Most Healthcare Leaders Lack Formal Plan to Address Care Disparities: Survey

Steph Weber

July 29, 2022

Despite most healthcare executives acknowledging the importance of health equity for their patient populations, most have no idea how to accomplish it, according to recent survey findings published this week by consulting firm BroadReach Group.

The first annual State of US Health Equity Survey collected data from 192 senior healthcare decision-makers over 5 weeks in June and July. Respondents were contacted via email, through a targeted LinkedIn campaign, and during attendance at the Special Needs Plans (SNP) Alliance Conference in May and America’s Health Insurance Plans (AHIP) Conference in June.

Participants completed an online survey containing 12 multiple-choice questions intended "to understand how important health equity is within their organizations and what steps they are taking to addressing health inequities today and in the future."

More than half (59.4%) of respondents work for payer organizations, 23.4% for research, consulting, or tech services companies, and 17.2% for provider organizations. Most (> 75%) of the participating organizations manage patient populations larger than 100,000 members, with 33.8% offering single-state coverage, 29.2% serving multiple states, and 14.6% offering national coverage.


Nearly all (95%) participants agree that organizations should address disparities in health outcomes and quality measures — and 24.5% define it as "mission critical" — but most (> 88%) have no formal, comprehensive roadmap for "promoting health equity across their people, process, and technology," including 43.5% with no plan at all and 45.3% with only a partial plan.

Of those with a partial plan, 53.1% are unsure if health equity will be a priority within the next 12-18 months, and only 8% are committed to prioritizing such measures in the short term.

While addressing health disparities is the right thing to do, said John Sargent, MD, co-founder of BroadReach Group, during a briefing about the survey, there is also an economic incentive.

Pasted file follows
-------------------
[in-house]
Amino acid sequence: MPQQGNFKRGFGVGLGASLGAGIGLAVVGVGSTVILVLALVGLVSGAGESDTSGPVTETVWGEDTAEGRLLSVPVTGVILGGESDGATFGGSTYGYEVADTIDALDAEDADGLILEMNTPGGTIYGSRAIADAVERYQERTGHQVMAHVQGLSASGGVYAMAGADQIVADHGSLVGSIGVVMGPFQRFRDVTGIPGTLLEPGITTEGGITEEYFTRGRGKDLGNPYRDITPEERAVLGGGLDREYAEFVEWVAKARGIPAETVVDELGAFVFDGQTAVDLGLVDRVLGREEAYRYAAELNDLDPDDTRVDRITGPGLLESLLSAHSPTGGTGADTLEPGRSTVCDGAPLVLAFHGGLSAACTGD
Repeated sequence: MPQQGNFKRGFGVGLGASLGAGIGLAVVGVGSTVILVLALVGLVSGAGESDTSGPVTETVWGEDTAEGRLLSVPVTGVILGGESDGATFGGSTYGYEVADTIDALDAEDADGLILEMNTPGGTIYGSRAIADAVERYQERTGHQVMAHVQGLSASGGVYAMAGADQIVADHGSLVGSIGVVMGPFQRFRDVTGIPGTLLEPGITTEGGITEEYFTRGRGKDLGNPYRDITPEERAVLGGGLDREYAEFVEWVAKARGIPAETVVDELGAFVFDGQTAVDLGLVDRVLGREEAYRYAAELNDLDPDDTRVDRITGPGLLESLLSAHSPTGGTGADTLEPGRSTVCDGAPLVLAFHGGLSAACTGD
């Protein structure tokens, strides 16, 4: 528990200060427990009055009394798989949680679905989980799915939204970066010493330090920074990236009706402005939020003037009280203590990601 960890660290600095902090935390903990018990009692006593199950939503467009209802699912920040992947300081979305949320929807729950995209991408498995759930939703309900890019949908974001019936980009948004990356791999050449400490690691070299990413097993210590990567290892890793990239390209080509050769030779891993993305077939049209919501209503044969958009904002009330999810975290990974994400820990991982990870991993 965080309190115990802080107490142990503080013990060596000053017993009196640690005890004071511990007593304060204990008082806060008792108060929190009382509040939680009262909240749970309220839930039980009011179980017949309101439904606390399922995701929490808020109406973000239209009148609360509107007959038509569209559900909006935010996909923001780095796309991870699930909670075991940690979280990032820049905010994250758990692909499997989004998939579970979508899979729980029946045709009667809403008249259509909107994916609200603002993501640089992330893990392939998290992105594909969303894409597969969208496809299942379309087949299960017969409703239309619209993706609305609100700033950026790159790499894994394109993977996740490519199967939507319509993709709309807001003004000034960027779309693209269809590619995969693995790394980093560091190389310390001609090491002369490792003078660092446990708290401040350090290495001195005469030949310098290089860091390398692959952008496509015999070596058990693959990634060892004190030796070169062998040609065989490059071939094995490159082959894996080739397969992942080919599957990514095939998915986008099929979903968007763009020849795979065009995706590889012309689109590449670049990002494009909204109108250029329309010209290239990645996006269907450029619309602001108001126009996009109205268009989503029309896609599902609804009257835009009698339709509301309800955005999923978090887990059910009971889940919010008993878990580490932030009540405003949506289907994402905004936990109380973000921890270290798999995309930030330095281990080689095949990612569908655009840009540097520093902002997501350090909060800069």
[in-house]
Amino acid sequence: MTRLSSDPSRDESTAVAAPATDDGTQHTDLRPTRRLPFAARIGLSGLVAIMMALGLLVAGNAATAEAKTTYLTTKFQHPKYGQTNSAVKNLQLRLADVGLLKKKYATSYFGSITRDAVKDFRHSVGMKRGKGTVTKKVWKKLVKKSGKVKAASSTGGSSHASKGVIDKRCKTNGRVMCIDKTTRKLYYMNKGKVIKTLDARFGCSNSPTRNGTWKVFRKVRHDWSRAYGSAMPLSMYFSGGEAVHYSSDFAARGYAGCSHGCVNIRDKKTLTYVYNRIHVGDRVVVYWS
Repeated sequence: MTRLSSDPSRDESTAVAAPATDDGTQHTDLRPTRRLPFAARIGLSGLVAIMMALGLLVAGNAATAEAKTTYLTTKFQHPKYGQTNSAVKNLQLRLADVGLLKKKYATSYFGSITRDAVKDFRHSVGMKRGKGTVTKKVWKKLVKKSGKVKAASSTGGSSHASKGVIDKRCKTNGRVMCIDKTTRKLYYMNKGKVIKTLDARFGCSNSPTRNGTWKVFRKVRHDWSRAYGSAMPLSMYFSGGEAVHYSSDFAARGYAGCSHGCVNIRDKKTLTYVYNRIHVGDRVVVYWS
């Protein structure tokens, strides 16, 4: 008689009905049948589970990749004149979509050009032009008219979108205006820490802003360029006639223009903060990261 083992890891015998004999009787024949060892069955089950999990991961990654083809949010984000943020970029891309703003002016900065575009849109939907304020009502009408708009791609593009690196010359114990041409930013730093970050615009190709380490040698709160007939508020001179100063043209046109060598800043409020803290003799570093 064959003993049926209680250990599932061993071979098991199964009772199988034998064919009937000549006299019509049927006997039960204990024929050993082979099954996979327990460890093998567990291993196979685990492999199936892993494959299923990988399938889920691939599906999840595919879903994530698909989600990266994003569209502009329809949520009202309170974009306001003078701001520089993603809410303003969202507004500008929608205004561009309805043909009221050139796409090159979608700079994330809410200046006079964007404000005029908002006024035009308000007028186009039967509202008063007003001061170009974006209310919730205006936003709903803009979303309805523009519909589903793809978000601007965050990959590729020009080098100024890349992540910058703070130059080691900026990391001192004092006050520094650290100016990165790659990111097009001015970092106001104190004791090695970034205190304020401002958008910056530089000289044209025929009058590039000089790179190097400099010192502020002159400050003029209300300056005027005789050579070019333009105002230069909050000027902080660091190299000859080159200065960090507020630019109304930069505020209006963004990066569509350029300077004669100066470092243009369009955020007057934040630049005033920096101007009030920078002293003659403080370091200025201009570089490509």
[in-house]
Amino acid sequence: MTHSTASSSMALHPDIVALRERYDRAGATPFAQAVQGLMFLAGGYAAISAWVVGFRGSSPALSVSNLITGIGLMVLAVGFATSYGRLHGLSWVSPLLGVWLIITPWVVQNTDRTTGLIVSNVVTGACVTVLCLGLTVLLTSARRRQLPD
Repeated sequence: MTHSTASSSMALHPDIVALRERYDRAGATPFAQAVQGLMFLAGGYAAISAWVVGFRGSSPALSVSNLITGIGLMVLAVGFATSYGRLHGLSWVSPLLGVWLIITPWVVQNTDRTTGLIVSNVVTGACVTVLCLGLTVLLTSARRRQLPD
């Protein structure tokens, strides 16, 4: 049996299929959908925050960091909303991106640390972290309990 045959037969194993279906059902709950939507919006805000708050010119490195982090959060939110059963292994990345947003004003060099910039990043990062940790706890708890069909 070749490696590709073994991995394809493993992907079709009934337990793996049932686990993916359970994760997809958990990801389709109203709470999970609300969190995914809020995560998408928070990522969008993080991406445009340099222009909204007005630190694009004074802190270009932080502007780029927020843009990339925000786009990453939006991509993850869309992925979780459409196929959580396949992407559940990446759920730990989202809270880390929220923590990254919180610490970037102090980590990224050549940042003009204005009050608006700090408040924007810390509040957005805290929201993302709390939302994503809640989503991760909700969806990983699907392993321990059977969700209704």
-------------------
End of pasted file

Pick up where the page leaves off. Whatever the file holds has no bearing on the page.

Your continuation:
"In the United States, it's estimated that we waste roughly $320 billion a year due to inequities in care, and that's estimated to go up to close to $1 trillion per year by 2040," he said. "Additionally, poor outcomes due to health disparities lead to roughly $42 billion in lost productivity."

Data Collection Should Be Top Priority  

To improve health equity, organizations must have a solid understanding of employee and patient demographics and "how best to connect with the [care] population within cultural and linguistic parameters," notes the survey, particularly when the workforce differs significantly from the patients served.  

Survey respondents cite data challenges as the primary barrier to advancing health equity initiatives, including incomplete or inaccurate data and the lack of infrastructure necessary to capture it successfully.

This points to "a fundamental disconnect when it comes to data and health equity," Sargent told Medscape Medical News. "Many people simply aren't aware of all the data they have, but also where they can get data to fill in missing gaps." Converting the data to something actionable often requires additional "resources to dig in and connect the dots," he adds.

Surprisingly, just 4.2% of participants have racial and linguistic data on more than 75% of their care populations, while 43.8% do not know if the information is being collected. Employee demographics are equally sparse; only 7.8% of those surveyed have amassed substantial employee data, and approximately half (55.2%) are unsure if the metrics are tracked.  

Although government agencies have announced plans to reduce disparities, like the CMS Framework for Health Equity, many organizations struggle to offer even basic culturally competent care. According to the survey, more than half (55.7%) do not consistently provide care in languages other than English, and 44.3% provide care solely in English.

In addition, 63.5% of respondents are unsure if their organizations will pursue health equity accreditation through the National Committee for Quality Assurance (NCQA) within the next 2 years. Because NCQA guidelines are the "gold standard" in measuring health plan performance, healthcare entities "will therefore likely see more fee-for-value contracts requiring … accreditations like NCQA," says the survey.

Since organizations may have a tenuous understanding of their patients, initial efforts to address health equity should focus on data collection.

"Get your baseline data and figure out what is happening at the neighborhood level," said Amy Helwig, MD, MS, FAAFP, executive vice president at RTI Health Advance, and a guest panelist at the briefing. "That's going to help identify either clinical or quality issues. Start small, build on success, and then scale."

Steph Weber is a Midwest-based freelance journalist specializing in healthcare and law.

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